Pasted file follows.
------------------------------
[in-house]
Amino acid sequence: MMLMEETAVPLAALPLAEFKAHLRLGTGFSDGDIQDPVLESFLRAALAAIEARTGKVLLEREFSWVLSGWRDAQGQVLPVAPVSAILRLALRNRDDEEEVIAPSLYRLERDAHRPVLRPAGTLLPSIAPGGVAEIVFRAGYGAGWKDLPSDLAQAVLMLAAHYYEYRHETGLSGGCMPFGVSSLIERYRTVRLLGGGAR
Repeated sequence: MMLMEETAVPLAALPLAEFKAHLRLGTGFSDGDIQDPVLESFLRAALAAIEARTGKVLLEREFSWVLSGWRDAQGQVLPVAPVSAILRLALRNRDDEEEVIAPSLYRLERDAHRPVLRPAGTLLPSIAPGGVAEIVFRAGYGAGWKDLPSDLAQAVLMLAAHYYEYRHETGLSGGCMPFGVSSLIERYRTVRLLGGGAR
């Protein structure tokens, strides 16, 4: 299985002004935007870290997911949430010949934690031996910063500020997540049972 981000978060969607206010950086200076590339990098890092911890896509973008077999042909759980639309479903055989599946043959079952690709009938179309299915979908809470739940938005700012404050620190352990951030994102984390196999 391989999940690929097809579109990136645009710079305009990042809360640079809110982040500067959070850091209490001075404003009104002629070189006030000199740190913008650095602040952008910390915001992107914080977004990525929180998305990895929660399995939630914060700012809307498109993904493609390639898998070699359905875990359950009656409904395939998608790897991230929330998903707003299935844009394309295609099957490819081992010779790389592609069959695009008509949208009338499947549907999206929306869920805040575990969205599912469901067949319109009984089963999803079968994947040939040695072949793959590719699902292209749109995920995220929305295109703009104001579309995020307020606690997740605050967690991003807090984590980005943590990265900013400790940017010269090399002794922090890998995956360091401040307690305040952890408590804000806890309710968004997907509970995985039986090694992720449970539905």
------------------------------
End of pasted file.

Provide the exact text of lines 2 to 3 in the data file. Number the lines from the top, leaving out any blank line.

Amino acid sequence: MMLMEETAVPLAALPLAEFKAHLRLGTGFSDGDIQDPVLESFLRAALAAIEARTGKVLLEREFSWVLSGWRDAQGQVLPVAPVSAILRLALRNRDDEEEVIAPSLYRLERDAHRPVLRPAGTLLPSIAPGGVAEIVFRAGYGAGWKDLPSDLAQAVLMLAAHYYEYRHETGLSGGCMPFGVSSLIERYRTVRLLGGGAR
Repeated sequence: MMLMEETAVPLAALPLAEFKAHLRLGTGFSDGDIQDPVLESFLRAALAAIEARTGKVLLEREFSWVLSGWRDAQGQVLPVAPVSAILRLALRNRDDEEEVIAPSLYRLERDAHRPVLRPAGTLLPSIAPGGVAEIVFRAGYGAGWKDLPSDLAQAVLMLAAHYYEYRHETGLSGGCMPFGVSSLIERYRTVRLLGGGAR